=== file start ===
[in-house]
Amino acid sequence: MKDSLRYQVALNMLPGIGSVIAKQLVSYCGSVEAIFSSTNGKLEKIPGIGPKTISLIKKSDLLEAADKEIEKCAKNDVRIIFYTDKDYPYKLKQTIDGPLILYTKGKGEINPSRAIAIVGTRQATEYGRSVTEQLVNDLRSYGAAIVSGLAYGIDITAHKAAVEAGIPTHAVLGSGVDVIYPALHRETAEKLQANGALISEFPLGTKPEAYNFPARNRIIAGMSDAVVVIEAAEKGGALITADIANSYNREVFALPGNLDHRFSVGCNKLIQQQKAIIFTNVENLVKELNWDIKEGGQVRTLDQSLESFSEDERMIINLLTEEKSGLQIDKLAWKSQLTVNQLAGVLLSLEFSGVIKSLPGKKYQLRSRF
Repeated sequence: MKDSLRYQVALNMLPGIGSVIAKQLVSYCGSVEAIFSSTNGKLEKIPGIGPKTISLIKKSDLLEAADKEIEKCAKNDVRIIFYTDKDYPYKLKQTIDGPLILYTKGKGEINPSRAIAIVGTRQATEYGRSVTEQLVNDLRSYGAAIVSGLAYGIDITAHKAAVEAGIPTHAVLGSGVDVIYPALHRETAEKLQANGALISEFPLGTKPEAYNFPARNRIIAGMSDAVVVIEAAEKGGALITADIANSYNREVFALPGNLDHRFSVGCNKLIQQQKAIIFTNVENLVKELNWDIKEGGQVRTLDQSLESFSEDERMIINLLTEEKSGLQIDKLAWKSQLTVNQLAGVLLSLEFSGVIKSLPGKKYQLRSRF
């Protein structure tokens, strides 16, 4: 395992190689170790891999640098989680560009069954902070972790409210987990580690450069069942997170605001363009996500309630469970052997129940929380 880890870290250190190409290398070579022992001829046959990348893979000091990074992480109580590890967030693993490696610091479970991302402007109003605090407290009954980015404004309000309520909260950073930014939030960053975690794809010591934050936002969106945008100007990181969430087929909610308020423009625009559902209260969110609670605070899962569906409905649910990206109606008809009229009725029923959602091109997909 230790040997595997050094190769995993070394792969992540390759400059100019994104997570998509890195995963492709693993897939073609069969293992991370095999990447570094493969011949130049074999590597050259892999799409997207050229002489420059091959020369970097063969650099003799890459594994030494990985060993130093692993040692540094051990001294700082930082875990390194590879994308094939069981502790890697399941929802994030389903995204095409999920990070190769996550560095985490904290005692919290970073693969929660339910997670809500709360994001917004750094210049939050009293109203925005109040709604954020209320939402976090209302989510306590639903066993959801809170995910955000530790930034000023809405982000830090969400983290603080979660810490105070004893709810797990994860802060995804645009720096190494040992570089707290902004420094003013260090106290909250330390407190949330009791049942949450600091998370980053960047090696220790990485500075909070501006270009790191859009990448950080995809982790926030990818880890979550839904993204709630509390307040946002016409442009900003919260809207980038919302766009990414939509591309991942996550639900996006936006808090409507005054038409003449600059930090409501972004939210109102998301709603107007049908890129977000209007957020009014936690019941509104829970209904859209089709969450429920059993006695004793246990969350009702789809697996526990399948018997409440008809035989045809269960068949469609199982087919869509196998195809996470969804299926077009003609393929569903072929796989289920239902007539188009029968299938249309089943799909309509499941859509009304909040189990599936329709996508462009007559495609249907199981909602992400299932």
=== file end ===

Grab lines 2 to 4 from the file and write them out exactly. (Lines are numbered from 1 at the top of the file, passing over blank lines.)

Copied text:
Amino acid sequence: MKDSLRYQVALNMLPGIGSVIAKQLVSYCGSVEAIFSSTNGKLEKIPGIGPKTISLIKKSDLLEAADKEIEKCAKNDVRIIFYTDKDYPYKLKQTIDGPLILYTKGKGEINPSRAIAIVGTRQATEYGRSVTEQLVNDLRSYGAAIVSGLAYGIDITAHKAAVEAGIPTHAVLGSGVDVIYPALHRETAEKLQANGALISEFPLGTKPEAYNFPARNRIIAGMSDAVVVIEAAEKGGALITADIANSYNREVFALPGNLDHRFSVGCNKLIQQQKAIIFTNVENLVKELNWDIKEGGQVRTLDQSLESFSEDERMIINLLTEEKSGLQIDKLAWKSQLTVNQLAGVLLSLEFSGVIKSLPGKKYQLRSRF
Repeated sequence: MKDSLRYQVALNMLPGIGSVIAKQLVSYCGSVEAIFSSTNGKLEKIPGIGPKTISLIKKSDLLEAADKEIEKCAKNDVRIIFYTDKDYPYKLKQTIDGPLILYTKGKGEINPSRAIAIVGTRQATEYGRSVTEQLVNDLRSYGAAIVSGLAYGIDITAHKAAVEAGIPTHAVLGSGVDVIYPALHRETAEKLQANGALISEFPLGTKPEAYNFPARNRIIAGMSDAVVVIEAAEKGGALITADIANSYNREVFALPGNLDHRFSVGCNKLIQQQKAIIFTNVENLVKELNWDIKEGGQVRTLDQSLESFSEDERMIINLLTEEKSGLQIDKLAWKSQLTVNQLAGVLLSLEFSGVIKSLPGKKYQLRSRF
């Protein structure tokens, strides 16, 4: 395992190689170790891999640098989680560009069954902070972790409210987990580690450069069942997170605001363009996500309630469970052997129940929380 880890870290250190190409290398070579022992001829046959990348893979000091990074992480109580590890967030693993490696610091479970991302402007109003605090407290009954980015404004309000309520909260950073930014939030960053975690794809010591934050936002969106945008100007990181969430087929909610308020423009625009559902209260969110609670605070899962569906409905649910990206109606008809009229009725029923959602091109997909 230790040997595997050094190769995993070394792969992540390759400059100019994104997570998509890195995963492709693993897939073609069969293992991370095999990447570094493969011949130049074999590597050259892999799409997207050229002489420059091959020369970097063969650099003799890459594994030494990985060993130093692993040692540094051990001294700082930082875990390194590879994308094939069981502790890697399941929802994030389903995204095409999920990070190769996550560095985490904290005692919290970073693969929660339910997670809500709360994001917004750094210049939050009293109203925005109040709604954020209320939402976090209302989510306590639903066993959801809170995910955000530790930034000023809405982000830090969400983290603080979660810490105070004893709810797990994860802060995804645009720096190494040992570089707290902004420094003013260090106290909250330390407190949330009791049942949450600091998370980053960047090696220790990485500075909070501006270009790191859009990448950080995809982790926030990818880890979550839904993204709630509390307040946002016409442009900003919260809207980038919302766009990414939509591309991942996550639900996006936006808090409507005054038409003449600059930090409501972004939210109102998301709603107007049908890129977000209007957020009014936690019941509104829970209904859209089709969450429920059993006695004793246990969350009702789809697996526990399948018997409440008809035989045809269960068949469609199982087919869509196998195809996470969804299926077009003609393929569903072929796989289920239902007539188009029968299938249309089943799909309509499941859509009304909040189990599936329709996508462009007559495609249907199981909602992400299932």